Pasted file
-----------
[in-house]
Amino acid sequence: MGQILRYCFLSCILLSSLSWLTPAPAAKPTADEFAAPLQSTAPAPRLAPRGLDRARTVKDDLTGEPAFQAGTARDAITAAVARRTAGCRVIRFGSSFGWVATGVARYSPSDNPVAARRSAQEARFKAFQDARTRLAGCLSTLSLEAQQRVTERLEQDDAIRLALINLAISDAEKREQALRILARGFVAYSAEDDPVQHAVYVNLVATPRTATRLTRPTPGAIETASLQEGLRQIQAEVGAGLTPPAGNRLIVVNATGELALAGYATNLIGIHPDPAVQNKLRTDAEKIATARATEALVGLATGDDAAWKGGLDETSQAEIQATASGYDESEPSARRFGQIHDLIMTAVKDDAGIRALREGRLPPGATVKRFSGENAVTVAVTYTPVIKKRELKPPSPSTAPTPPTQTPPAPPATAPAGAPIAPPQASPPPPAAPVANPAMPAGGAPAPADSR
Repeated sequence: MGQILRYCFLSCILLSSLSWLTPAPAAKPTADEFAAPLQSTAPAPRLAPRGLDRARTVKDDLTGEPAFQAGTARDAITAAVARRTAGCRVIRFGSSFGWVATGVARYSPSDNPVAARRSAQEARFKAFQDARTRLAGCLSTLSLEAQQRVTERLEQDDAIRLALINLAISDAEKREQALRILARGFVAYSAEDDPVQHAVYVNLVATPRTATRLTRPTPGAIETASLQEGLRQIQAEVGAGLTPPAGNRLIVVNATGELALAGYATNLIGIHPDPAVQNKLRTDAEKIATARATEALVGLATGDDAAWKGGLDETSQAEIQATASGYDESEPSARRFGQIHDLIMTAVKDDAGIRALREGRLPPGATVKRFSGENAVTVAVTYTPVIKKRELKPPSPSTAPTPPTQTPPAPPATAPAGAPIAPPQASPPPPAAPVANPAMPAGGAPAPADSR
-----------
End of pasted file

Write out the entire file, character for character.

[in-house]
Amino acid sequence: MGQILRYCFLSCILLSSLSWLTPAPAAKPTADEFAAPLQSTAPAPRLAPRGLDRARTVKDDLTGEPAFQAGTARDAITAAVARRTAGCRVIRFGSSFGWVATGVARYSPSDNPVAARRSAQEARFKAFQDARTRLAGCLSTLSLEAQQRVTERLEQDDAIRLALINLAISDAEKREQALRILARGFVAYSAEDDPVQHAVYVNLVATPRTATRLTRPTPGAIETASLQEGLRQIQAEVGAGLTPPAGNRLIVVNATGELALAGYATNLIGIHPDPAVQNKLRTDAEKIATARATEALVGLATGDDAAWKGGLDETSQAEIQATASGYDESEPSARRFGQIHDLIMTAVKDDAGIRALREGRLPPGATVKRFSGENAVTVAVTYTPVIKKRELKPPSPSTAPTPPTQTPPAPPATAPAGAPIAPPQASPPPPAAPVANPAMPAGGAPAPADSR
Repeated sequence: MGQILRYCFLSCILLSSLSWLTPAPAAKPTADEFAAPLQSTAPAPRLAPRGLDRARTVKDDLTGEPAFQAGTARDAITAAVARRTAGCRVIRFGSSFGWVATGVARYSPSDNPVAARRSAQEARFKAFQDARTRLAGCLSTLSLEAQQRVTERLEQDDAIRLALINLAISDAEKREQALRILARGFVAYSAEDDPVQHAVYVNLVATPRTATRLTRPTPGAIETASLQEGLRQIQAEVGAGLTPPAGNRLIVVNATGELALAGYATNLIGIHPDPAVQNKLRTDAEKIATARATEALVGLATGDDAAWKGGLDETSQAEIQATASGYDESEPSARRFGQIHDLIMTAVKDDAGIRALREGRLPPGATVKRFSGENAVTVAVTYTPVIKKRELKPPSPSTAPTPPTQTPPAPPATAPAGAPIAPPQASPPPPAAPVANPAMPAGGAPAPADSR